1. Belong, and stay connected: Most of the centenarians interviewed by Buettner belonged to a faith-based community. Attending faith-based services four times a month can add four to 14 years of life expectancy.



Many of us want to live as long as possible. Consider:

  • How you want to live as you age
  • Discussing – openly and honestly – what your wishes are with your family
  • Realistically planning for your long-term care needs
  • Thinking of novel ways to stay connected to the important people in your life

Sources: New York Times Magazine;;;;; MIT AgeLab;;; Cardinal & Gray Society; Hartford Funds, “The Quality of Life”

Income and taxes

Income and taxes

Not all income is equal under tax rules

The federal tax system is not exactly straightforward. There are myriad deductions and credits, various tax brackets, additional payroll and Medicare surtaxes, and a slew of different categories to help us define our income … for tax purposes.

You’d think there’d be only two: regular income and investment income. Regular income would be what you get in your paycheck, and investment income would be the money you earn from investments. But even something as seemingly simple as investment income has subcategories, each taxed differently from the next. Let’s break it down.


There are certificates of deposit and high-yield savings accounts (rare these days), and bonds. Interest income becomes part of your regular income and is generally taxed at your marginal rate during the year in which you receive it, even if it’s reinvested. This is what gets reported on your 1099-INT forms.


When you sell a security, any positive difference between what you paid and what you earned is called a capital gain. If you bought 1,000 shares for example, at $14 each and sold them for $20,000, you’d have a $6,000 gain that would be subject to taxes. For most people, securities held over a year (long-term capital gains) will either incur a 0%, 15% or 20% tax. Short-term capital gains are taxed at your ordinary income tax rate.


Dividend income is derived from equities that pay shareholders dividends on a regular basis. Qualified dividends are treated to the same preferred rates as long-term capital gains.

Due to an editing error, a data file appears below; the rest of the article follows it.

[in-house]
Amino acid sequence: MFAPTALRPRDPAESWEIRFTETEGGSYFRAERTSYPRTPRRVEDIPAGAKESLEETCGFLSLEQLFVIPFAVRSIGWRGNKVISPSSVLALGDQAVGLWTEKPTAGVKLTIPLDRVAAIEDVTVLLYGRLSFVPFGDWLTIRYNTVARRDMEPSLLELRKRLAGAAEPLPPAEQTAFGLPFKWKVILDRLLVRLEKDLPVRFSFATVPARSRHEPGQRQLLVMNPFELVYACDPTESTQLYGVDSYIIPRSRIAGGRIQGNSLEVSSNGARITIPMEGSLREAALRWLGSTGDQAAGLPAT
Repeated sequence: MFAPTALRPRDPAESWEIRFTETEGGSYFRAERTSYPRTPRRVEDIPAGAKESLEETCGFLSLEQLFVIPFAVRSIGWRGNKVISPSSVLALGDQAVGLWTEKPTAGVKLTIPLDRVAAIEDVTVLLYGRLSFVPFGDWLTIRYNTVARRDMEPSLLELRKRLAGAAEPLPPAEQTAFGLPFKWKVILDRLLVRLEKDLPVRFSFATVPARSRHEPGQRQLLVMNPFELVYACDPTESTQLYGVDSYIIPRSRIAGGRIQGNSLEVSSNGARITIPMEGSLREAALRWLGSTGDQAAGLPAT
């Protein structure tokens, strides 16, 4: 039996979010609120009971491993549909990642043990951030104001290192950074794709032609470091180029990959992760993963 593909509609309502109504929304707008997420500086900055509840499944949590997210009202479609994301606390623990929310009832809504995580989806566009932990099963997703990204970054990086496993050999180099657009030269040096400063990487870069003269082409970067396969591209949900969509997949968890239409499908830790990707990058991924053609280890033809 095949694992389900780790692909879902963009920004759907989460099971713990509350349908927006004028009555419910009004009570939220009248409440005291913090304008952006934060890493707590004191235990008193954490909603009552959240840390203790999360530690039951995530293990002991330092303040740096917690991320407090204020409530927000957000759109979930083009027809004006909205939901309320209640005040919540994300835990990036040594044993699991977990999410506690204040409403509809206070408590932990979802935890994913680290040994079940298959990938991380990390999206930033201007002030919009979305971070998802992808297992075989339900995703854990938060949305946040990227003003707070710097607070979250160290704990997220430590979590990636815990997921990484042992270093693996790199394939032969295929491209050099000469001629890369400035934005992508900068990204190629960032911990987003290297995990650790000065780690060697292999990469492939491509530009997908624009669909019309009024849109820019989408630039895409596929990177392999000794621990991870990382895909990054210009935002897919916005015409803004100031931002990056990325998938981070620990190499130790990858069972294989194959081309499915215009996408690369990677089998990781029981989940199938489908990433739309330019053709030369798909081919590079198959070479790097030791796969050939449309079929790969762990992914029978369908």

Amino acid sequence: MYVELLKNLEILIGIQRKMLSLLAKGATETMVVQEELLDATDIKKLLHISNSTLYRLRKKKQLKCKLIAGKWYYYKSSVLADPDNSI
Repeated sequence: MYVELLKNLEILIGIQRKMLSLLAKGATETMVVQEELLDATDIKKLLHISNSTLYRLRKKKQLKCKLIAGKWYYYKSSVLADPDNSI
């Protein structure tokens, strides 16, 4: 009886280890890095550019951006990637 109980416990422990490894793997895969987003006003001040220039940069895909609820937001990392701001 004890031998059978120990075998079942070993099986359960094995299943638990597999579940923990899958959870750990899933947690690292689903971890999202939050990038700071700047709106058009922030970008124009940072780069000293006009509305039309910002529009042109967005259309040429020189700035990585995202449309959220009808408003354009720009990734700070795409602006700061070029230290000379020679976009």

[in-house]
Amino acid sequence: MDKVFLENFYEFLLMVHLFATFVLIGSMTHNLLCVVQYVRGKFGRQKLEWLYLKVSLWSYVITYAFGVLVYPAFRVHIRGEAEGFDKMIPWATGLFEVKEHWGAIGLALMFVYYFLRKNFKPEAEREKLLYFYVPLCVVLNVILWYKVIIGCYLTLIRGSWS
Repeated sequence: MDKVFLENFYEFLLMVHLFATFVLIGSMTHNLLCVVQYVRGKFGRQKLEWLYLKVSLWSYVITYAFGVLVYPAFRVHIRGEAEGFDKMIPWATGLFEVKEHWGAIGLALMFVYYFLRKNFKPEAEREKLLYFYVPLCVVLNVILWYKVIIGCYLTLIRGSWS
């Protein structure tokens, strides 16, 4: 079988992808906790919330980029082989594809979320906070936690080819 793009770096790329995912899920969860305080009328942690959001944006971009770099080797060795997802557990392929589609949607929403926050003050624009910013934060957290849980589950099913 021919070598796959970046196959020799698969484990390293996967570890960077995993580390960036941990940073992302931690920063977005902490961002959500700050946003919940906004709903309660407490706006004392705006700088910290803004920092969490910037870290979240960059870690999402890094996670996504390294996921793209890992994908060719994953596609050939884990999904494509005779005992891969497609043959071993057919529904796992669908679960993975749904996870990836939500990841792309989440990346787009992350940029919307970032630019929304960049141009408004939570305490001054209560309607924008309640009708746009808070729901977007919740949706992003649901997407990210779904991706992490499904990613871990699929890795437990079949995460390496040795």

Withdrawals from traditional IRAs, 401(k)s or annuities and pension income are typically taxable, while withdrawals from Roth IRAs or employer-sponsored plans funded with after-tax contributions are not taxable. But some subcategories are trickier. If you make more than $25,000, or $32,000 if married filing jointly, up to 85% of your Social Security benefits will be taxed. Income from an immediate annuity is taxed if the annuity was purchased with money that has never been taxed, say in an IRA. Interest income from municipal bonds is generally exempt from federal taxes, but it could still be subject to state or local income taxes, alternative minimum tax, or partial taxation of the income in certain instances.

These examples are merely guidelines. It’s important to remember that taxes aren’t the only thing to consider. Your personal tax and financial advisors can help you select appropriate income-generating securities for your needs and determine your exact tax liability.



As you plan for what taxes you’ll pay on your investments, start by:

  • Understanding the different types of income
  • Considering your entire investment portfolio
  • Asking your advisor about the tax liability for each of your investments

Raymond James does not provide tax services. Please discuss these matters with the appropriate professional.